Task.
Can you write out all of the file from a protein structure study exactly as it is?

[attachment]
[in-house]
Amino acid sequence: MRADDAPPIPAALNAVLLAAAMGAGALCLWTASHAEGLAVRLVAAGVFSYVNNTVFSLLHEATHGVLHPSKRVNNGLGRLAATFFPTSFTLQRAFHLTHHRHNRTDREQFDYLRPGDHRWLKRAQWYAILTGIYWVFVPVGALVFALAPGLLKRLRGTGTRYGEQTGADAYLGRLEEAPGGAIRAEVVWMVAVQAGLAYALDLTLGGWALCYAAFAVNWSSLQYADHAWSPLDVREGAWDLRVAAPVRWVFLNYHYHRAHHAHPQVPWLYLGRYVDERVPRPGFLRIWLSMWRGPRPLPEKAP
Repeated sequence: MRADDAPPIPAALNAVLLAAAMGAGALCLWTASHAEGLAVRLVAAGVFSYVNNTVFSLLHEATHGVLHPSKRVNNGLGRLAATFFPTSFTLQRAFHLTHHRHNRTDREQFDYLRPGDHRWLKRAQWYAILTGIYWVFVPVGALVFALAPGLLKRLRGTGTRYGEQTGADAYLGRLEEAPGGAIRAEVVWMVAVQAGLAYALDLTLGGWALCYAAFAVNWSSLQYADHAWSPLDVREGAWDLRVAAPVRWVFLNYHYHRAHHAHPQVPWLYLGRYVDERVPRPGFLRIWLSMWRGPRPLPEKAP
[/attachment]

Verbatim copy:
[in-house]
Amino acid sequence: MRADDAPPIPAALNAVLLAAAMGAGALCLWTASHAEGLAVRLVAAGVFSYVNNTVFSLLHEATHGVLHPSKRVNNGLGRLAATFFPTSFTLQRAFHLTHHRHNRTDREQFDYLRPGDHRWLKRAQWYAILTGIYWVFVPVGALVFALAPGLLKRLRGTGTRYGEQTGADAYLGRLEEAPGGAIRAEVVWMVAVQAGLAYALDLTLGGWALCYAAFAVNWSSLQYADHAWSPLDVREGAWDLRVAAPVRWVFLNYHYHRAHHAHPQVPWLYLGRYVDERVPRPGFLRIWLSMWRGPRPLPEKAP
Repeated sequence: MRADDAPPIPAALNAVLLAAAMGAGALCLWTASHAEGLAVRLVAAGVFSYVNNTVFSLLHEATHGVLHPSKRVNNGLGRLAATFFPTSFTLQRAFHLTHHRHNRTDREQFDYLRPGDHRWLKRAQWYAILTGIYWVFVPVGALVFALAPGLLKRLRGTGTRYGEQTGADAYLGRLEEAPGGAIRAEVVWMVAVQAGLAYALDLTLGGWALCYAAFAVNWSSLQYADHAWSPLDVREGAWDLRVAAPVRWVFLNYHYHRAHHAHPQVPWLYLGRYVDERVPRPGFLRIWLSMWRGPRPLPEKAP